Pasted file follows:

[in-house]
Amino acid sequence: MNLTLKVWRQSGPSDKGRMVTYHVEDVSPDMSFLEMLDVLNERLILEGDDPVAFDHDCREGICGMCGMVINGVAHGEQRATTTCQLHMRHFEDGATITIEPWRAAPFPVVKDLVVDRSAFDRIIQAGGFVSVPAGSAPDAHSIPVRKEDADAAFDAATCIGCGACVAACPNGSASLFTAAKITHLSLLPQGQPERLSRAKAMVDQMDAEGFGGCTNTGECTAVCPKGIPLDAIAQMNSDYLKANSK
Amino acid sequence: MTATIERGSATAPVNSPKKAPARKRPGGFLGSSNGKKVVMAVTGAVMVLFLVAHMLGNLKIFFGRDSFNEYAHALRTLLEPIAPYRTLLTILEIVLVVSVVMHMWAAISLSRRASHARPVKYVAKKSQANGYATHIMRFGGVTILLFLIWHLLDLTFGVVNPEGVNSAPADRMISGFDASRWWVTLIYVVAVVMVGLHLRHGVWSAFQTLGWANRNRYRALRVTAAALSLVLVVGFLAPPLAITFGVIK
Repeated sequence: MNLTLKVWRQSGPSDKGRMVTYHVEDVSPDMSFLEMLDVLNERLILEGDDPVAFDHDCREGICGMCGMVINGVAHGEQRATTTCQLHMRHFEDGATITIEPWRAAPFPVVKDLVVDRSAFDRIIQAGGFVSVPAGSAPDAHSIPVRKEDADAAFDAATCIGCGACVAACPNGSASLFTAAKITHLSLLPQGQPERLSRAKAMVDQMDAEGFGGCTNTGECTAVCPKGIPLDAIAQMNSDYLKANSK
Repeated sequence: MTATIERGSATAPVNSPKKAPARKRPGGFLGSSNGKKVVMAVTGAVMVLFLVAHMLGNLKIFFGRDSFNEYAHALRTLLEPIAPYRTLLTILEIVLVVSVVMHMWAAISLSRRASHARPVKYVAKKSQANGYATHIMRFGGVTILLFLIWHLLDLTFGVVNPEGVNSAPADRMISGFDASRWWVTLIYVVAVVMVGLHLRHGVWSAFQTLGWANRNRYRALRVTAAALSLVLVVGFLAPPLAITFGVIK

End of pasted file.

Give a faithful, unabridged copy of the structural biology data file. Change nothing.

[in-house]
Amino acid sequence: MNLTLKVWRQSGPSDKGRMVTYHVEDVSPDMSFLEMLDVLNERLILEGDDPVAFDHDCREGICGMCGMVINGVAHGEQRATTTCQLHMRHFEDGATITIEPWRAAPFPVVKDLVVDRSAFDRIIQAGGFVSVPAGSAPDAHSIPVRKEDADAAFDAATCIGCGACVAACPNGSASLFTAAKITHLSLLPQGQPERLSRAKAMVDQMDAEGFGGCTNTGECTAVCPKGIPLDAIAQMNSDYLKANSK
Amino acid sequence: MTATIERGSATAPVNSPKKAPARKRPGGFLGSSNGKKVVMAVTGAVMVLFLVAHMLGNLKIFFGRDSFNEYAHALRTLLEPIAPYRTLLTILEIVLVVSVVMHMWAAISLSRRASHARPVKYVAKKSQANGYATHIMRFGGVTILLFLIWHLLDLTFGVVNPEGVNSAPADRMISGFDASRWWVTLIYVVAVVMVGLHLRHGVWSAFQTLGWANRNRYRALRVTAAALSLVLVVGFLAPPLAITFGVIK
Repeated sequence: MNLTLKVWRQSGPSDKGRMVTYHVEDVSPDMSFLEMLDVLNERLILEGDDPVAFDHDCREGICGMCGMVINGVAHGEQRATTTCQLHMRHFEDGATITIEPWRAAPFPVVKDLVVDRSAFDRIIQAGGFVSVPAGSAPDAHSIPVRKEDADAAFDAATCIGCGACVAACPNGSASLFTAAKITHLSLLPQGQPERLSRAKAMVDQMDAEGFGGCTNTGECTAVCPKGIPLDAIAQMNSDYLKANSK
Repeated sequence: MTATIERGSATAPVNSPKKAPARKRPGGFLGSSNGKKVVMAVTGAVMVLFLVAHMLGNLKIFFGRDSFNEYAHALRTLLEPIAPYRTLLTILEIVLVVSVVMHMWAAISLSRRASHARPVKYVAKKSQANGYATHIMRFGGVTILLFLIWHLLDLTFGVVNPEGVNSAPADRMISGFDASRWWVTLIYVVAVVMVGLHLRHGVWSAFQTLGWANRNRYRALRVTAAALSLVLVVGFLAPPLAITFGVIK